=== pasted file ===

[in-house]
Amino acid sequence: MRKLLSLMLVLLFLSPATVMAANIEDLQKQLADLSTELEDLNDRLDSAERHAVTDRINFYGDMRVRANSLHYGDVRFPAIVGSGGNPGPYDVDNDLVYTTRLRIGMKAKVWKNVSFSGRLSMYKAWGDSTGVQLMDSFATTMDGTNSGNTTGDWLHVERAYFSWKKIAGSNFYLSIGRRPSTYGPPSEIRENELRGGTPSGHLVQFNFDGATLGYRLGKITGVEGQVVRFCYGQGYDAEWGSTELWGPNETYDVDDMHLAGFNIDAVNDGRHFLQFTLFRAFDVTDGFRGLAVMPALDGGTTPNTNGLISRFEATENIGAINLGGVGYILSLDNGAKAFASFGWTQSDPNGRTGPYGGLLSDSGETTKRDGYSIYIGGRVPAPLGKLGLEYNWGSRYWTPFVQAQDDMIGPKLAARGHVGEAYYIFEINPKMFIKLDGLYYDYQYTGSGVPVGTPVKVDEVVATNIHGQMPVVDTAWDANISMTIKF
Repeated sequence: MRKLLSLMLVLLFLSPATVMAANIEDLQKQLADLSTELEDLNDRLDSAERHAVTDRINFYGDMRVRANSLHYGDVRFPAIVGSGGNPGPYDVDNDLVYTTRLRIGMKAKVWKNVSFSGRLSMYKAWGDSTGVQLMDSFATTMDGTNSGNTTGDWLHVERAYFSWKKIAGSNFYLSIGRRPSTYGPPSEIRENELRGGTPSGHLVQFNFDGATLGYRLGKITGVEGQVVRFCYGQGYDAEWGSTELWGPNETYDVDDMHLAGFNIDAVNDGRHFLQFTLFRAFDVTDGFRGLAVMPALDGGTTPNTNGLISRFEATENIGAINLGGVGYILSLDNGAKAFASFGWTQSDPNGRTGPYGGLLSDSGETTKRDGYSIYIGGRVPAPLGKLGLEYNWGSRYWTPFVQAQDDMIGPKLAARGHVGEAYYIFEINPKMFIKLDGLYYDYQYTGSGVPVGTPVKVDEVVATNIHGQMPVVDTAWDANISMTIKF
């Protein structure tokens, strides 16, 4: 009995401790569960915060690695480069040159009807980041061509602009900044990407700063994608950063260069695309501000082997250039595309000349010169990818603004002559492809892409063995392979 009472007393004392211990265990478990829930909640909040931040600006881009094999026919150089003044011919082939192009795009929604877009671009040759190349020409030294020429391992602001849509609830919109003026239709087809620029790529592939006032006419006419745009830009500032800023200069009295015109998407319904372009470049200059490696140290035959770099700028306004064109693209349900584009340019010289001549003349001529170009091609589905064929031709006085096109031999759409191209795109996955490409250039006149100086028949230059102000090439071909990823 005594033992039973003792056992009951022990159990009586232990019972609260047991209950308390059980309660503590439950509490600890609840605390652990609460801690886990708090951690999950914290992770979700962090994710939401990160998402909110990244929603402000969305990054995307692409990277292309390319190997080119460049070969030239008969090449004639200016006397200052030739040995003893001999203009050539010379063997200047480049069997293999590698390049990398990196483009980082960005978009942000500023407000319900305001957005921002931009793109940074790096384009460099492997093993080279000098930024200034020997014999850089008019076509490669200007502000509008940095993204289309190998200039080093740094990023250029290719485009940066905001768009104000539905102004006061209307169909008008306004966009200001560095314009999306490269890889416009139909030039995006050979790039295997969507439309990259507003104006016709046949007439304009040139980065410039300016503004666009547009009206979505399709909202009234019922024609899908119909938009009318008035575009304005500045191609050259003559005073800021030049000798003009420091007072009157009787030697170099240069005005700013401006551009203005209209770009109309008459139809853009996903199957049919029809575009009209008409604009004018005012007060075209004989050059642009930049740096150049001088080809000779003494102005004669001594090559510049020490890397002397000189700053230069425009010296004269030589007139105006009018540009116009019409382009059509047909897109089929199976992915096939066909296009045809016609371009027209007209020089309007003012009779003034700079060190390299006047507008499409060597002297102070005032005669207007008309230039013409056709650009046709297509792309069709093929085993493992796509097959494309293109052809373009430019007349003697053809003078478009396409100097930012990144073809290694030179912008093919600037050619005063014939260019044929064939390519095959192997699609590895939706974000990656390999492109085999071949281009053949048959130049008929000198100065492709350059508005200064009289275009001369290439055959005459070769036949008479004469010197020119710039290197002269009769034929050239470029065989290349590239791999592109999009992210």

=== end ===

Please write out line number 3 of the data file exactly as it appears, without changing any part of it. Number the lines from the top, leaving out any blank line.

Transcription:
Repeated sequence: MRKLLSLMLVLLFLSPATVMAANIEDLQKQLADLSTELEDLNDRLDSAERHAVTDRINFYGDMRVRANSLHYGDVRFPAIVGSGGNPGPYDVDNDLVYTTRLRIGMKAKVWKNVSFSGRLSMYKAWGDSTGVQLMDSFATTMDGTNSGNTTGDWLHVERAYFSWKKIAGSNFYLSIGRRPSTYGPPSEIRENELRGGTPSGHLVQFNFDGATLGYRLGKITGVEGQVVRFCYGQGYDAEWGSTELWGPNETYDVDDMHLAGFNIDAVNDGRHFLQFTLFRAFDVTDGFRGLAVMPALDGGTTPNTNGLISRFEATENIGAINLGGVGYILSLDNGAKAFASFGWTQSDPNGRTGPYGGLLSDSGETTKRDGYSIYIGGRVPAPLGKLGLEYNWGSRYWTPFVQAQDDMIGPKLAARGHVGEAYYIFEINPKMFIKLDGLYYDYQYTGSGVPVGTPVKVDEVVATNIHGQMPVVDTAWDANISMTIKF